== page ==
Wound healing is a complex process made up of three main stages:
Inflammation – leaked blood coagulates with platelets and fibrin; and white blood cells, growth factors, enzymes and nutrients travel to the site of injury,
Proliferation – granulation tissue forms comprised of collagen and extracellular matrix. Angiogenesis also occurs.
Remodeling – collagen is remodeled from type I to type III and the wound fully closes.
Some wounds do not heal by themselves and these require a skin substitute. Ongoing research endeavours to find new biomaterials which can be utilized. Decellularised extracellular matrix is one of the most promising ways of finding new skin graft material. The best results have been achieved when decellularised cadaveric tissue of the same species have been used (allografts) but the difficulty lies in availability of this material. Porcine and bovine tissue have been used worldwide for use with different species (xenografts) but goat tissue may be an important alternative .
Dhasmana et al (2018) fabricated a novel acellular goat dermal scaffold (AGDS) by decellularizing cadaver goat-skin. Animal testing of the AGDS, for treating full-thickness excisional wounds in albino mice, revealed the recovery of the full-thickness wounds in a 2 week period without any significant inflammatory or immunogenic response and without any scar formation. The AGDS was modified with silk fibroin (SF), honey (H) and eggshell membrane protein (ESMP) to develop hybrid scaffolds. The hybrids showed faster wound healing than that seen in the AGDS alone. The authors concluded that ‘the AGDS and its hybrid scaffolds will find potential applications as a skin substitute in wound healing and skin tissue engineering’.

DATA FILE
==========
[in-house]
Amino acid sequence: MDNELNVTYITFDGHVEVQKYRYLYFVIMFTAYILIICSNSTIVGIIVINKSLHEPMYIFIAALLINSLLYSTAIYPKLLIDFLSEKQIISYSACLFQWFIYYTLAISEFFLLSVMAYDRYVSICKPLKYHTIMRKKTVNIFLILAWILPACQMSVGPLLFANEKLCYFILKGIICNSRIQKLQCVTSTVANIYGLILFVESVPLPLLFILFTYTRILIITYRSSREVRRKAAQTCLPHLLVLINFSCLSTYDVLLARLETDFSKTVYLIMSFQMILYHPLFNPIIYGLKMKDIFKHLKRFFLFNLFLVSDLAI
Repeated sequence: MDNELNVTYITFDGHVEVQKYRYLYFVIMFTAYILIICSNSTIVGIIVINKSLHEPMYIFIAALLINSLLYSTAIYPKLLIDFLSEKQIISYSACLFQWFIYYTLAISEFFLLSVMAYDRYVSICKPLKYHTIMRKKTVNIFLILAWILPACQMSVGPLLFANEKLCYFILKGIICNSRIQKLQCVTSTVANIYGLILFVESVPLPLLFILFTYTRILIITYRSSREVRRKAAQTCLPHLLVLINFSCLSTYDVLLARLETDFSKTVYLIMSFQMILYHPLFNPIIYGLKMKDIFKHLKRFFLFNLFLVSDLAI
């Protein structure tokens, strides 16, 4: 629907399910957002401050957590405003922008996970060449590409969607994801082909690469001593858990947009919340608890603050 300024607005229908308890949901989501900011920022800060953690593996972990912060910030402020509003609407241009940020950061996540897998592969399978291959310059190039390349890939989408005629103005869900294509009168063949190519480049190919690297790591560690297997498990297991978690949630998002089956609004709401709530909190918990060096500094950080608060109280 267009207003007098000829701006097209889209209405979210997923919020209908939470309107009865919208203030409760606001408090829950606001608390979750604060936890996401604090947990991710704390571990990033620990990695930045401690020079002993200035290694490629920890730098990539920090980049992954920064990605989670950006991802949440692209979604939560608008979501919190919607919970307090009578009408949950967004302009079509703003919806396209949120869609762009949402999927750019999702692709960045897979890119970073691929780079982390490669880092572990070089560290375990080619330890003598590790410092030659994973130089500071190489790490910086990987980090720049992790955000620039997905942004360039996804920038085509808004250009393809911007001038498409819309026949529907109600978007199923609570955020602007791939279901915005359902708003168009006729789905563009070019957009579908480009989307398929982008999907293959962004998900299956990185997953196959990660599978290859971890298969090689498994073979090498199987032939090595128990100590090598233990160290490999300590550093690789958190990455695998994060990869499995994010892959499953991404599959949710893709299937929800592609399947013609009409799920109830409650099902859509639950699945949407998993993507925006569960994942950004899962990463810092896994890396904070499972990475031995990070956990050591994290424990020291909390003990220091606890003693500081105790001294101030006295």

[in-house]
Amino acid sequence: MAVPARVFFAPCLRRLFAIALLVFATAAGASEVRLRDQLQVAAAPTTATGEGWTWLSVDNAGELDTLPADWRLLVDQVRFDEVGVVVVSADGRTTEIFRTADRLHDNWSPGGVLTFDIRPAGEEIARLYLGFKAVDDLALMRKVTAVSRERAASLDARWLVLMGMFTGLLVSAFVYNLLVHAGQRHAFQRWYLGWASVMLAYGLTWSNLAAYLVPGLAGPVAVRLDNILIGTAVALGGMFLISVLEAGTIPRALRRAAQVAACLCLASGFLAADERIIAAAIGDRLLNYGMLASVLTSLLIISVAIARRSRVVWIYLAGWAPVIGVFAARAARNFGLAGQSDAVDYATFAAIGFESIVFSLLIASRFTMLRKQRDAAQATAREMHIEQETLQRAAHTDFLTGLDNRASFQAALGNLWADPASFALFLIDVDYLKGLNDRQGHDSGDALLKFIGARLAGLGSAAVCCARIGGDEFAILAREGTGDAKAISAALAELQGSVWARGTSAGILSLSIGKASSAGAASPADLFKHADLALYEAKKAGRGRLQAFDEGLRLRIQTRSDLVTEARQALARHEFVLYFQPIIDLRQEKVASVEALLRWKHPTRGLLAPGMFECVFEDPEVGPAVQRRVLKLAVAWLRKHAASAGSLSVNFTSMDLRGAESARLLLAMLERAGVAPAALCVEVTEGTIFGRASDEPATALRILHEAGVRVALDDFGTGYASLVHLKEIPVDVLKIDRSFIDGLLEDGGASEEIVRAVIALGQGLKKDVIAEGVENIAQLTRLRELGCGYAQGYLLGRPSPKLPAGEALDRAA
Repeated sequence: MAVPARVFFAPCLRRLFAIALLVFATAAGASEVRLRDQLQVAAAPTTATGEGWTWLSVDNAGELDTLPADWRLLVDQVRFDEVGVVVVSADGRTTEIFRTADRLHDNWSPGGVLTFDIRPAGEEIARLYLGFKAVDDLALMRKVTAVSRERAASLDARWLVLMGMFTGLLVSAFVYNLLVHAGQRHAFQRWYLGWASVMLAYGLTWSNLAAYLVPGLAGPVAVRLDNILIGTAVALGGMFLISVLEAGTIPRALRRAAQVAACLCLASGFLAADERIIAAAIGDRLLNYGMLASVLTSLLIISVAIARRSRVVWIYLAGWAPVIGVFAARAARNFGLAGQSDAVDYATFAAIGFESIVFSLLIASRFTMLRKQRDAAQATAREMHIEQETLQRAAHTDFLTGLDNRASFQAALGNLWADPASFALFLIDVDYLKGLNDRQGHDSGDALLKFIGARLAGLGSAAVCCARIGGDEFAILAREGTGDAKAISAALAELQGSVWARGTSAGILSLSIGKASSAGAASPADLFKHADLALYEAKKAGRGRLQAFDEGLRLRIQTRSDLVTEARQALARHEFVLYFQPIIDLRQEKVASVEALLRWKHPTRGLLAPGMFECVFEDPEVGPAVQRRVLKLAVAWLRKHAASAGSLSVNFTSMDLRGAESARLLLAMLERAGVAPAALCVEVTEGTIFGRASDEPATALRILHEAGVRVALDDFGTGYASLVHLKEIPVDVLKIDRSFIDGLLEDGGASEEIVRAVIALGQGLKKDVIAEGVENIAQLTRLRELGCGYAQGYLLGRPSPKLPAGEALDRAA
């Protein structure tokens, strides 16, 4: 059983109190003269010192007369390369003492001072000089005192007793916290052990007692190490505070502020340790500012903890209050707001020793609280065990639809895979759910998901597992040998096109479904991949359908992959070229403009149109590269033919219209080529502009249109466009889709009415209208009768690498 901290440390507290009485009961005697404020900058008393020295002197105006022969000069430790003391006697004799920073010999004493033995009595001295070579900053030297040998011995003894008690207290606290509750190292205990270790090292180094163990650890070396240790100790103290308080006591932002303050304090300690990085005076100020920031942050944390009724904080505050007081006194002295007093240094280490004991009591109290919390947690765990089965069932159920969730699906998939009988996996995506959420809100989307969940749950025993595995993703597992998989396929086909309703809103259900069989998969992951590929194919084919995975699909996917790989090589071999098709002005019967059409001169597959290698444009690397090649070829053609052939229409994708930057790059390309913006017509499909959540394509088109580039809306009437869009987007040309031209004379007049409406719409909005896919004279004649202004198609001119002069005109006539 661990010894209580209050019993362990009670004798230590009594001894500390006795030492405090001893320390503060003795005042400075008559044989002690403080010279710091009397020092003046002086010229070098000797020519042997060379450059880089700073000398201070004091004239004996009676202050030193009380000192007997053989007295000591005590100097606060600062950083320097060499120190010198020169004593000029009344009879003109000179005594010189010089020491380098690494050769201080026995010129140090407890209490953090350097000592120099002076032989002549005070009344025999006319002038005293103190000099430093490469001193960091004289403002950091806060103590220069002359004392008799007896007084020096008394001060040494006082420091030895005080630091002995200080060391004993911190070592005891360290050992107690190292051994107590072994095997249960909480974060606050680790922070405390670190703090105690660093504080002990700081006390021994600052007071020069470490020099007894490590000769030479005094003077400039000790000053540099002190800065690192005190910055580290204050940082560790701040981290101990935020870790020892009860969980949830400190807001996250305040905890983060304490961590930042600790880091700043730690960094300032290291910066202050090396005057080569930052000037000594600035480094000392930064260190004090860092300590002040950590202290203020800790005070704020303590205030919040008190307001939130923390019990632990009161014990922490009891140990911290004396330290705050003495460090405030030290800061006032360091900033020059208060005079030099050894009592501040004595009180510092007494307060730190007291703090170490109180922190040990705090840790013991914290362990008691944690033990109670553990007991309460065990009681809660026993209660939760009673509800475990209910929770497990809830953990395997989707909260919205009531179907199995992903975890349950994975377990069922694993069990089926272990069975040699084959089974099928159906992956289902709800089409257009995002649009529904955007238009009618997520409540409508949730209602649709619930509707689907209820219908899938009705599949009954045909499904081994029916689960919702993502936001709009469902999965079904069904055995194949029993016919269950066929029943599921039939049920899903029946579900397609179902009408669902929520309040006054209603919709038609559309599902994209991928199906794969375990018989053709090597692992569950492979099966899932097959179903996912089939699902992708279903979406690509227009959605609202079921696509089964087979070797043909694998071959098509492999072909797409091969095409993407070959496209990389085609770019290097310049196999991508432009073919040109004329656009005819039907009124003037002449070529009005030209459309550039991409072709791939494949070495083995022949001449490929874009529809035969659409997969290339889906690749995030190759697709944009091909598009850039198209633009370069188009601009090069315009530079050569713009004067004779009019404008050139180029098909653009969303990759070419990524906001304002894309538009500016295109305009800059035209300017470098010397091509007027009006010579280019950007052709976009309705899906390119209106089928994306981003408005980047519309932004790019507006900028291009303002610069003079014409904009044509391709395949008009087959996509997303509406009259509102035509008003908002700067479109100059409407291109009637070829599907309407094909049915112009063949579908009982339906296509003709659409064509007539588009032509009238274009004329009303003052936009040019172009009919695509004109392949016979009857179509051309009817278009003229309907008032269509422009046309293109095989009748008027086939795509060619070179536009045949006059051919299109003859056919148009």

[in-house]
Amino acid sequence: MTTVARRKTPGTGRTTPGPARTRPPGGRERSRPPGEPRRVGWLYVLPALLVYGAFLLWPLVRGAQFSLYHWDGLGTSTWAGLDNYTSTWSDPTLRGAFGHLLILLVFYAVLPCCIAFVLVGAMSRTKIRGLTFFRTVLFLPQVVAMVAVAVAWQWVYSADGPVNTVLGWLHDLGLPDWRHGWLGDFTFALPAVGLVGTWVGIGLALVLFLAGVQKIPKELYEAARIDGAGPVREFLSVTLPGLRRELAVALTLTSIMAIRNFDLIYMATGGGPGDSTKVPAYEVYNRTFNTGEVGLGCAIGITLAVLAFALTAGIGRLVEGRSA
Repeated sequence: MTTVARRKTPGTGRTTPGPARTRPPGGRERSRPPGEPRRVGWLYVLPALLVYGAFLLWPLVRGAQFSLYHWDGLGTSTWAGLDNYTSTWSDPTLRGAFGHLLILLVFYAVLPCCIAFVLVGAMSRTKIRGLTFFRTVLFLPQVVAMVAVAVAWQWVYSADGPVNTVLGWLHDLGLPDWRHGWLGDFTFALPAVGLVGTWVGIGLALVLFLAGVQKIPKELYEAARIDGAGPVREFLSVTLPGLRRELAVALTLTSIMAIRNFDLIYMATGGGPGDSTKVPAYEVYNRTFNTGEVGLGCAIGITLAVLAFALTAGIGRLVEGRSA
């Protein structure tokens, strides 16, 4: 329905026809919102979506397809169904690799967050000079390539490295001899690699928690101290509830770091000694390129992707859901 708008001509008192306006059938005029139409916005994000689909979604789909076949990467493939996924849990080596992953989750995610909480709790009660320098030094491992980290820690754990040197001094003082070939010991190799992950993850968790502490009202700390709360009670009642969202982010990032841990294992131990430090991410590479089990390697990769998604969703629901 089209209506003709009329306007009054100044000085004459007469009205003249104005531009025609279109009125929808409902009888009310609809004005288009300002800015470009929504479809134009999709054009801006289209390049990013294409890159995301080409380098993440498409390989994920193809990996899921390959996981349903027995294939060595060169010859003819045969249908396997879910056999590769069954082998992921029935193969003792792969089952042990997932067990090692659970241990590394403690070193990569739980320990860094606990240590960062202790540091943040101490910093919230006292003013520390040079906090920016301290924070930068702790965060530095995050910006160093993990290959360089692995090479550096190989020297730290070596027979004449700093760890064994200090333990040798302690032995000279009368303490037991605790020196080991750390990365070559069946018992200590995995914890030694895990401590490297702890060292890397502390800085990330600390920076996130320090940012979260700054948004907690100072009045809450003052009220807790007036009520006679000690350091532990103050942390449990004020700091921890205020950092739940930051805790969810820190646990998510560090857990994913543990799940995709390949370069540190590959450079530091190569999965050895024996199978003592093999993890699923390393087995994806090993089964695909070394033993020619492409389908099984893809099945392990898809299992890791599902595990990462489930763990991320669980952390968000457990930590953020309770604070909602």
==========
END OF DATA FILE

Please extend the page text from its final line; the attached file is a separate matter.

Dhasmana,A., Singh,L., Roy,P., Dinda,A.K., Bhattacharyya,S. and Mishra,N.C. (2018) Extracellular Matrix Based Skin Grafts from Goat Skin for Wound Healing and Skin Tissue Engineering. Madridge Journal of Dermatology and Research 3 (1), 59 – 67.